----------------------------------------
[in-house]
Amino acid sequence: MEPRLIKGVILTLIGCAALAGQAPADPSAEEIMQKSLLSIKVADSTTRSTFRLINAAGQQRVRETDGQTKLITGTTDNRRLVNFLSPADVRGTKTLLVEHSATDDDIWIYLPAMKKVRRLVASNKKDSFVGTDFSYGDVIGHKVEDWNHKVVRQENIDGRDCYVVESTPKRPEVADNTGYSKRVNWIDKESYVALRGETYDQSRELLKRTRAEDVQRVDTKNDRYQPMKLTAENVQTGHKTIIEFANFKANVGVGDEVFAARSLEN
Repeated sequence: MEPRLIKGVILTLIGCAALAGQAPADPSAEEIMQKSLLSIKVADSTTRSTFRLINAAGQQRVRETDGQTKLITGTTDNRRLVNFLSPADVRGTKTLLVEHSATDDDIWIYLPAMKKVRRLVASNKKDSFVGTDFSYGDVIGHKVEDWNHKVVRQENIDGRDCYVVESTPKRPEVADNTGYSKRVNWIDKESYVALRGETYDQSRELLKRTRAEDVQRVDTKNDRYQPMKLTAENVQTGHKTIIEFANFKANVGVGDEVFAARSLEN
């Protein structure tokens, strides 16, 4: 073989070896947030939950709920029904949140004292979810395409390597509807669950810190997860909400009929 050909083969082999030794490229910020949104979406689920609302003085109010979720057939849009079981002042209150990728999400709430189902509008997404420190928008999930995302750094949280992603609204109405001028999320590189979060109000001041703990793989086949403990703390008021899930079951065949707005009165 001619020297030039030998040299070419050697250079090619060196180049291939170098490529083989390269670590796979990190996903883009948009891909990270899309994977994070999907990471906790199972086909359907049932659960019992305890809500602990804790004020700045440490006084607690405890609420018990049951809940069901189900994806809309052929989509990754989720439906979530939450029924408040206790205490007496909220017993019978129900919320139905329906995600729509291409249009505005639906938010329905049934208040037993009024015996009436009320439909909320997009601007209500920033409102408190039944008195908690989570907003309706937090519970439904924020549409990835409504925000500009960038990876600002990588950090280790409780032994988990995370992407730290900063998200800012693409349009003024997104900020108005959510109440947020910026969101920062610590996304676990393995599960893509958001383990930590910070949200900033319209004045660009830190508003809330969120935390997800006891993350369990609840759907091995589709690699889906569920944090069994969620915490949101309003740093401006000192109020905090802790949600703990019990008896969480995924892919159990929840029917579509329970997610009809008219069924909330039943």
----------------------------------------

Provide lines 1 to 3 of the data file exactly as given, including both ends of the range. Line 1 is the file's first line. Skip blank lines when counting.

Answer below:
[in-house]
Amino acid sequence: MEPRLIKGVILTLIGCAALAGQAPADPSAEEIMQKSLLSIKVADSTTRSTFRLINAAGQQRVRETDGQTKLITGTTDNRRLVNFLSPADVRGTKTLLVEHSATDDDIWIYLPAMKKVRRLVASNKKDSFVGTDFSYGDVIGHKVEDWNHKVVRQENIDGRDCYVVESTPKRPEVADNTGYSKRVNWIDKESYVALRGETYDQSRELLKRTRAEDVQRVDTKNDRYQPMKLTAENVQTGHKTIIEFANFKANVGVGDEVFAARSLEN
Repeated sequence: MEPRLIKGVILTLIGCAALAGQAPADPSAEEIMQKSLLSIKVADSTTRSTFRLINAAGQQRVRETDGQTKLITGTTDNRRLVNFLSPADVRGTKTLLVEHSATDDDIWIYLPAMKKVRRLVASNKKDSFVGTDFSYGDVIGHKVEDWNHKVVRQENIDGRDCYVVESTPKRPEVADNTGYSKRVNWIDKESYVALRGETYDQSRELLKRTRAEDVQRVDTKNDRYQPMKLTAENVQTGHKTIIEFANFKANVGVGDEVFAARSLEN